born, that if we are not pretty or handsome or thin, we will not
be loved and that we do not even deserve to be loved. What is worse,
the mindset created by this propaganda has led to a society of people
who behave in such a way that many do experience rejection based
upon their physical appearance alone.
The body has become an idol for many, many people, and the pursuit
of thinness or physical excellence a driving obsession.
Boxes of prepackaged cream-filled cupcakes and bags of potato chips
haven't been around forever. While media influence has increased dramatically,
so have the culinary temptations. In today's supermarkets, entire aisles
are dedicated to high fat, sugar-laden, chemical-sprayed, preservative-soaked,
artificially colored and flavored tasty treats that are more powerfully
addictive than cocaine! There are so many items and brands to choose
from and eating any or all of them is perfectly legal! The proliferation
of restaurants, 24-hour supermarkets, and convenience stores has increased
the accessibility of every imaginable food greatly.
Advertising is rampant. The same media that places demands of physical
perfection on us also cruelly entices us with pictures and descriptions
of a vast variety of food delectables. Not surprisingly, many find themselves
locked into a war of desperately wanting the very foods that will undermine
their quests for beauty. Upon losing that battle, one way or the other,
the guilt, shame, and terror can be so overwhelming for particular people
that bazaar behavior patterns emerge, which we call eating disorders.
Abuse, trauma, neglect, and adversity in life places pressure on
people. Not all people respond to and cope with pressure the same way.
Difficult circumstances combined with other factors previously mentioned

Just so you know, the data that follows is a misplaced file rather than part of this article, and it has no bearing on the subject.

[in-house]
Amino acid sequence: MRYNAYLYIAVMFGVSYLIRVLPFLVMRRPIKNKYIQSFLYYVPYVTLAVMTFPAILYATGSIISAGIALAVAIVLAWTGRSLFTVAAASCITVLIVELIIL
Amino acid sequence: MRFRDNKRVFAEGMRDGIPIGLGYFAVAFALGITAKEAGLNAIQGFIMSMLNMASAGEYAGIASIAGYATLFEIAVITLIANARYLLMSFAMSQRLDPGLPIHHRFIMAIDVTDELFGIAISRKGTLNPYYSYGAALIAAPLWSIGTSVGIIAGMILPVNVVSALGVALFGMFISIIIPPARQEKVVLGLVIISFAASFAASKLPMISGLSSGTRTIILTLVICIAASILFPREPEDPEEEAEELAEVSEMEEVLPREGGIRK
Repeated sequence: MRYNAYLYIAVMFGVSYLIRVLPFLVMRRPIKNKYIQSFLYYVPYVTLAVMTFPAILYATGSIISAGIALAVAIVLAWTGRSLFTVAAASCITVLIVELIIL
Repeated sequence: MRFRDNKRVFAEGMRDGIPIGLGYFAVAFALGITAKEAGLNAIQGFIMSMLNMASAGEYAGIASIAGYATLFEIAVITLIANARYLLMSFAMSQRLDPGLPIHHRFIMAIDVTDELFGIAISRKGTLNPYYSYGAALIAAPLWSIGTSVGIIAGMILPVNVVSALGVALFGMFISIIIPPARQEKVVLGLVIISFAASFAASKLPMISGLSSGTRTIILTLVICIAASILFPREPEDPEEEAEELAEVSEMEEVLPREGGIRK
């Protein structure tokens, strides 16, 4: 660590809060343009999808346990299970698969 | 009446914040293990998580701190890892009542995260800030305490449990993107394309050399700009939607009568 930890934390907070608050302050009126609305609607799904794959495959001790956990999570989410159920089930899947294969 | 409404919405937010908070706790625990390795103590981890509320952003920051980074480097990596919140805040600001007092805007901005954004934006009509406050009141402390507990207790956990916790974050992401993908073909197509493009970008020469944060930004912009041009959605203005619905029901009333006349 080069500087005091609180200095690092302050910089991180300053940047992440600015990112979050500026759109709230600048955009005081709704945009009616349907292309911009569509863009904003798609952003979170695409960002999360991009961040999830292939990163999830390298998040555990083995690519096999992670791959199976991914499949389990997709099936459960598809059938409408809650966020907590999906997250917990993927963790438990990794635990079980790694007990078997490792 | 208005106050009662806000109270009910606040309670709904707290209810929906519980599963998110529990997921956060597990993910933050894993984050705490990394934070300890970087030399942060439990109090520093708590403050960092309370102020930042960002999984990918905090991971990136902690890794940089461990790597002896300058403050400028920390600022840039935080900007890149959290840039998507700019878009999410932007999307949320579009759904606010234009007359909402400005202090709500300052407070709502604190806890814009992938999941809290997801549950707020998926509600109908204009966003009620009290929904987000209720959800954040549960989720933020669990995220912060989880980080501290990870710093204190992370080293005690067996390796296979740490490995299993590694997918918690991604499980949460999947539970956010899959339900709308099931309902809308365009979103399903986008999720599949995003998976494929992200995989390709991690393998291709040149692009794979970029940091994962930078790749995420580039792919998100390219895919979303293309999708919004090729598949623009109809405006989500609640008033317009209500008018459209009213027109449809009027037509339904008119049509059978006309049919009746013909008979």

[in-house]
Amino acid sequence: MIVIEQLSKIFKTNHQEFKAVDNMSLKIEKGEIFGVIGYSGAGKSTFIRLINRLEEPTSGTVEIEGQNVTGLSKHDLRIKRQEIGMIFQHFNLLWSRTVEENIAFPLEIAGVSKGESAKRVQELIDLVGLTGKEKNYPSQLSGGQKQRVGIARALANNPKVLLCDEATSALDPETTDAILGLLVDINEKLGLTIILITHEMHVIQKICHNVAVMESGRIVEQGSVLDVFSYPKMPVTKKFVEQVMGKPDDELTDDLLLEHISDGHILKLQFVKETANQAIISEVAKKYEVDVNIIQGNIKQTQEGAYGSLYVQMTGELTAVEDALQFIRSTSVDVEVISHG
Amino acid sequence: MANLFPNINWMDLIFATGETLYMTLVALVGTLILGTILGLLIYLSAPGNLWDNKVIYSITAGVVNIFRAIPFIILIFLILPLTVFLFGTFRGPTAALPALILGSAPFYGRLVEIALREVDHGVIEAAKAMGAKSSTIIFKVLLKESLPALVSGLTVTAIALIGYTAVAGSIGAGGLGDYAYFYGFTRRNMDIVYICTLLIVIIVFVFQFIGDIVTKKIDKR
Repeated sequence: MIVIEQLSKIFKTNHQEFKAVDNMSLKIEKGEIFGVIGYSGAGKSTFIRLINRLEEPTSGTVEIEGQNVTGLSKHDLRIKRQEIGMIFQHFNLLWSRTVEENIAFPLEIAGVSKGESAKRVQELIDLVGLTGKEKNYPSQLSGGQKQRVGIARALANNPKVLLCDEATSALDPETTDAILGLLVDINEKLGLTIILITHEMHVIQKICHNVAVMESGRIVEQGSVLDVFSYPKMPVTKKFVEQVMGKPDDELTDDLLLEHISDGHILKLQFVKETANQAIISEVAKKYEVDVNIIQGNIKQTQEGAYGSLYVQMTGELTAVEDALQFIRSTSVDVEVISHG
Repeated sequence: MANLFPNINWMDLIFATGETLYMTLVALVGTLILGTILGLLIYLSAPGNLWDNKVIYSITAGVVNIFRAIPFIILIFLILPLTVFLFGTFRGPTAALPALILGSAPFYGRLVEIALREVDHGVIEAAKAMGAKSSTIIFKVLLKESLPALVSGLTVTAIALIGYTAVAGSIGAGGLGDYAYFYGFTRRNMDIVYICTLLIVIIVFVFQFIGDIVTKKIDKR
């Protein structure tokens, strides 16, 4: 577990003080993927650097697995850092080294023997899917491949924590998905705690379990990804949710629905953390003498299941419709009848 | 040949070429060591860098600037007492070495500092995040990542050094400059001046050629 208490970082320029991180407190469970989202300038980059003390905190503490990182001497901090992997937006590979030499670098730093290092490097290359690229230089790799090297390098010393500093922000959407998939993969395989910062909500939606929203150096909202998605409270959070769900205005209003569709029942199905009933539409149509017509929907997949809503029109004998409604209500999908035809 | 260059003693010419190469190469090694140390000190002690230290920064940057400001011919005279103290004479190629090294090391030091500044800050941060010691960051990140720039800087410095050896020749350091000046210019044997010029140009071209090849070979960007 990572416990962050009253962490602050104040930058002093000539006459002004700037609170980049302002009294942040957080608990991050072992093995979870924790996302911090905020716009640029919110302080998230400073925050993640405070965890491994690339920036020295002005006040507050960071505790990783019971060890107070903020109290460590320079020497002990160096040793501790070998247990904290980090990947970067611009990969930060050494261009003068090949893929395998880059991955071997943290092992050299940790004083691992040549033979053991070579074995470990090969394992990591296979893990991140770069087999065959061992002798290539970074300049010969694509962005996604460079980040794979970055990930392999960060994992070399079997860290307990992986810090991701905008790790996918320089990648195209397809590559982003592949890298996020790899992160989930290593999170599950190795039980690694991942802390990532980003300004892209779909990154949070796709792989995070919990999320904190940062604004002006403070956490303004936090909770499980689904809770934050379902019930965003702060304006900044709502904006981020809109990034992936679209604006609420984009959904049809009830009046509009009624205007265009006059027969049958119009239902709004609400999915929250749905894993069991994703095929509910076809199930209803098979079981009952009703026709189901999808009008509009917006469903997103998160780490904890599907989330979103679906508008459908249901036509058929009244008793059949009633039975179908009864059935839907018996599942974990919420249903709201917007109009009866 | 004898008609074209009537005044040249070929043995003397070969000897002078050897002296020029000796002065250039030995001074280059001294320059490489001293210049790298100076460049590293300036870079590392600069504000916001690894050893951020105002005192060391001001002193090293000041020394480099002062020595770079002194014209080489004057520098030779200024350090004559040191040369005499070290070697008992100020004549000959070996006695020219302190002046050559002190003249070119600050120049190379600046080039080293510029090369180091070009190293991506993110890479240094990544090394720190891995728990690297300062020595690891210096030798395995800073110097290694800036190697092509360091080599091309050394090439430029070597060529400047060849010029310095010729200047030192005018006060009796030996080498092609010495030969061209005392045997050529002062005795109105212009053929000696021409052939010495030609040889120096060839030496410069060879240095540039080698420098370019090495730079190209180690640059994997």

can create the right conditions to favor an eating disorder. Some people
"medicate" and anesthetize themselves with activities and/or substances,
including food. Others gain a much desired sense of power through rigid
control of food intake, to the point of starvation. Still others find
eating disorders useful for gaining attention, although usually at first
they are not aware that this is what they're doing.
Poor role modeling and a lack of education, direction and discipline
in the home rob children of the opportunity to develop the character
and skills necessary for a healthy adulthood.
The devil is a real, yet invisible foe we must contend with, and
his "friends" have daily assignments to try and trip us up. In fact,
from the moment of our conception, plans are made and the first traps
are laid intended for our spiritual incapacitation and eventual destruction.
However, bear in mind that Satan can only tempt us because of our internal
capacity to be tempted. He appeals to us through what our flesh
already wants to do! (see particularly James 1:14) Or else he
develops lusts in us through repetitious behaviours. Also worth
noting: Satanic forces do the vast majority of their work in the human
I believe that the idea of eating disorders was birthed in the heart
and mind of the devil, and that for years and years and years the world
has been systematically seduced into cooperating with his plan. Not
for a minute do I believe that the Standard Western Diet (SWD) or the
emphasis on beauty and corrupted sexuality brought to us daily by the
media are an accident or a product of chance. I think people with eating
disorders would be thoroughly astounded if they knew just how
orchestrated their "fall" actually was.